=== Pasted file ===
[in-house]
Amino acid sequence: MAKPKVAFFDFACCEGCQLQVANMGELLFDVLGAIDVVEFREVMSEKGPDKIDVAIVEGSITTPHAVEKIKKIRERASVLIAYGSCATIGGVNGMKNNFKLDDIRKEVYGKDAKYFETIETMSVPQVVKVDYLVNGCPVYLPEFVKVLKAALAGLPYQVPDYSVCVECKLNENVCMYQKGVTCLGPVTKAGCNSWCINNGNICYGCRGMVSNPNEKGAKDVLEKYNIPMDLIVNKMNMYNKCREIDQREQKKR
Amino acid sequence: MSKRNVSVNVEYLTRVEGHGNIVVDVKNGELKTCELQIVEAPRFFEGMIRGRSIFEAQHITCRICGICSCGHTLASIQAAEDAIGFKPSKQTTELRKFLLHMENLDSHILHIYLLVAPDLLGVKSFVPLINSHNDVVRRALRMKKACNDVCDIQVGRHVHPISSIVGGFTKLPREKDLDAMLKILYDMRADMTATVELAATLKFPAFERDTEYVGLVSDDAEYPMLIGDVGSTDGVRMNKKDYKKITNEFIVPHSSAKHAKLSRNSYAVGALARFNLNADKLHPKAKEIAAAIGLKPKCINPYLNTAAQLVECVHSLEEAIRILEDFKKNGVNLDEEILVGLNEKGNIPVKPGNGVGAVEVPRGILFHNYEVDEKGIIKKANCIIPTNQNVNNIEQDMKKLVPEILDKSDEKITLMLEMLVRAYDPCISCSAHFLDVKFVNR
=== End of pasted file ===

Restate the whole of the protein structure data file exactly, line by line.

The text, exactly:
[in-house]
Amino acid sequence: MAKPKVAFFDFACCEGCQLQVANMGELLFDVLGAIDVVEFREVMSEKGPDKIDVAIVEGSITTPHAVEKIKKIRERASVLIAYGSCATIGGVNGMKNNFKLDDIRKEVYGKDAKYFETIETMSVPQVVKVDYLVNGCPVYLPEFVKVLKAALAGLPYQVPDYSVCVECKLNENVCMYQKGVTCLGPVTKAGCNSWCINNGNICYGCRGMVSNPNEKGAKDVLEKYNIPMDLIVNKMNMYNKCREIDQREQKKR
Amino acid sequence: MSKRNVSVNVEYLTRVEGHGNIVVDVKNGELKTCELQIVEAPRFFEGMIRGRSIFEAQHITCRICGICSCGHTLASIQAAEDAIGFKPSKQTTELRKFLLHMENLDSHILHIYLLVAPDLLGVKSFVPLINSHNDVVRRALRMKKACNDVCDIQVGRHVHPISSIVGGFTKLPREKDLDAMLKILYDMRADMTATVELAATLKFPAFERDTEYVGLVSDDAEYPMLIGDVGSTDGVRMNKKDYKKITNEFIVPHSSAKHAKLSRNSYAVGALARFNLNADKLHPKAKEIAAAIGLKPKCINPYLNTAAQLVECVHSLEEAIRILEDFKKNGVNLDEEILVGLNEKGNIPVKPGNGVGAVEVPRGILFHNYEVDEKGIIKKANCIIPTNQNVNNIEQDMKKLVPEILDKSDEKITLMLEMLVRAYDPCISCSAHFLDVKFVNR